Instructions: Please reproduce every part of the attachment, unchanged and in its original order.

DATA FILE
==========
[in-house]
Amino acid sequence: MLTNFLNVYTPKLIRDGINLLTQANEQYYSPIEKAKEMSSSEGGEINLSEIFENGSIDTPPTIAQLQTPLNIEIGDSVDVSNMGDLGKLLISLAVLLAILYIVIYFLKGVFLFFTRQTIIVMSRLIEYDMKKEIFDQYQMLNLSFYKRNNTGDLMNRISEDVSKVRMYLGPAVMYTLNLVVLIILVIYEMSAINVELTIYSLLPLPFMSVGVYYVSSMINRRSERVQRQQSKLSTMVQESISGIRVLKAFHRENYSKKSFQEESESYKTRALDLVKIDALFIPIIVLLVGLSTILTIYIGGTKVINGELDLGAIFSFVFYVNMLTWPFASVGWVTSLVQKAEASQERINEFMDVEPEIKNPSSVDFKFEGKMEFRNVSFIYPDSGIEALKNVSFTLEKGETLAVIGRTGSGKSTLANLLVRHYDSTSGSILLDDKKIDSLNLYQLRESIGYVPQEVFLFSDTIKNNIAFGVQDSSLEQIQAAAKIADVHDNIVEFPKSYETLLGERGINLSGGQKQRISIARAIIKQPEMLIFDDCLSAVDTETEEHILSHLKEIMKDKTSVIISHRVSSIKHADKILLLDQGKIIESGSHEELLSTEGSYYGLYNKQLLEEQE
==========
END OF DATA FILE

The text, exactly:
[in-house]
Amino acid sequence: MLTNFLNVYTPKLIRDGINLLTQANEQYYSPIEKAKEMSSSEGGEINLSEIFENGSIDTPPTIAQLQTPLNIEIGDSVDVSNMGDLGKLLISLAVLLAILYIVIYFLKGVFLFFTRQTIIVMSRLIEYDMKKEIFDQYQMLNLSFYKRNNTGDLMNRISEDVSKVRMYLGPAVMYTLNLVVLIILVIYEMSAINVELTIYSLLPLPFMSVGVYYVSSMINRRSERVQRQQSKLSTMVQESISGIRVLKAFHRENYSKKSFQEESESYKTRALDLVKIDALFIPIIVLLVGLSTILTIYIGGTKVINGELDLGAIFSFVFYVNMLTWPFASVGWVTSLVQKAEASQERINEFMDVEPEIKNPSSVDFKFEGKMEFRNVSFIYPDSGIEALKNVSFTLEKGETLAVIGRTGSGKSTLANLLVRHYDSTSGSILLDDKKIDSLNLYQLRESIGYVPQEVFLFSDTIKNNIAFGVQDSSLEQIQAAAKIADVHDNIVEFPKSYETLLGERGINLSGGQKQRISIARAIIKQPEMLIFDDCLSAVDTETEEHILSHLKEIMKDKTSVIISHRVSSIKHADKILLLDQGKIIESGSHEELLSTEGSYYGLYNKQLLEEQE